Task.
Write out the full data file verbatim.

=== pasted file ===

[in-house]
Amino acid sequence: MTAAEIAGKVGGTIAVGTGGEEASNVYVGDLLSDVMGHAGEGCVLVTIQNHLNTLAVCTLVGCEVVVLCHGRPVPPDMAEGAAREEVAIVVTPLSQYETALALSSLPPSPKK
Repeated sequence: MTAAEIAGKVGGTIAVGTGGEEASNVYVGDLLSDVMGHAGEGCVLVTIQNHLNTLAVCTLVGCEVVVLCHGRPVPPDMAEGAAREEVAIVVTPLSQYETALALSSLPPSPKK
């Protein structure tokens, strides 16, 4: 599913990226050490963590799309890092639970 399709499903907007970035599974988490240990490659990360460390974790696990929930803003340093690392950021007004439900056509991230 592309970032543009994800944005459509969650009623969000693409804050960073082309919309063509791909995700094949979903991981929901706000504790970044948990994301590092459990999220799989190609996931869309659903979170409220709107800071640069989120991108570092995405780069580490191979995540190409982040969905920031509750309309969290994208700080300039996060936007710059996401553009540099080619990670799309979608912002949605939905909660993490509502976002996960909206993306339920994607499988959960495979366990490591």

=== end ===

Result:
[in-house]
Amino acid sequence: MTAAEIAGKVGGTIAVGTGGEEASNVYVGDLLSDVMGHAGEGCVLVTIQNHLNTLAVCTLVGCEVVVLCHGRPVPPDMAEGAAREEVAIVVTPLSQYETALALSSLPPSPKK
Repeated sequence: MTAAEIAGKVGGTIAVGTGGEEASNVYVGDLLSDVMGHAGEGCVLVTIQNHLNTLAVCTLVGCEVVVLCHGRPVPPDMAEGAAREEVAIVVTPLSQYETALALSSLPPSPKK
């Protein structure tokens, strides 16, 4: 599913990226050490963590799309890092639970 399709499903907007970035599974988490240990490659990360460390974790696990929930803003340093690392950021007004439900056509991230 592309970032543009994800944005459509969650009623969000693409804050960073082309919309063509791909995700094949979903991981929901706000504790970044948990994301590092459990999220799989190609996931869309659903979170409220709107800071640069989120991108570092995405780069580490191979995540190409982040969905920031509750309309969290994208700080300039996060936007710059996401553009540099080619990670799309979608912002949605939905909660993490509502976002996960909206993306339920994607499988959960495979366990490591």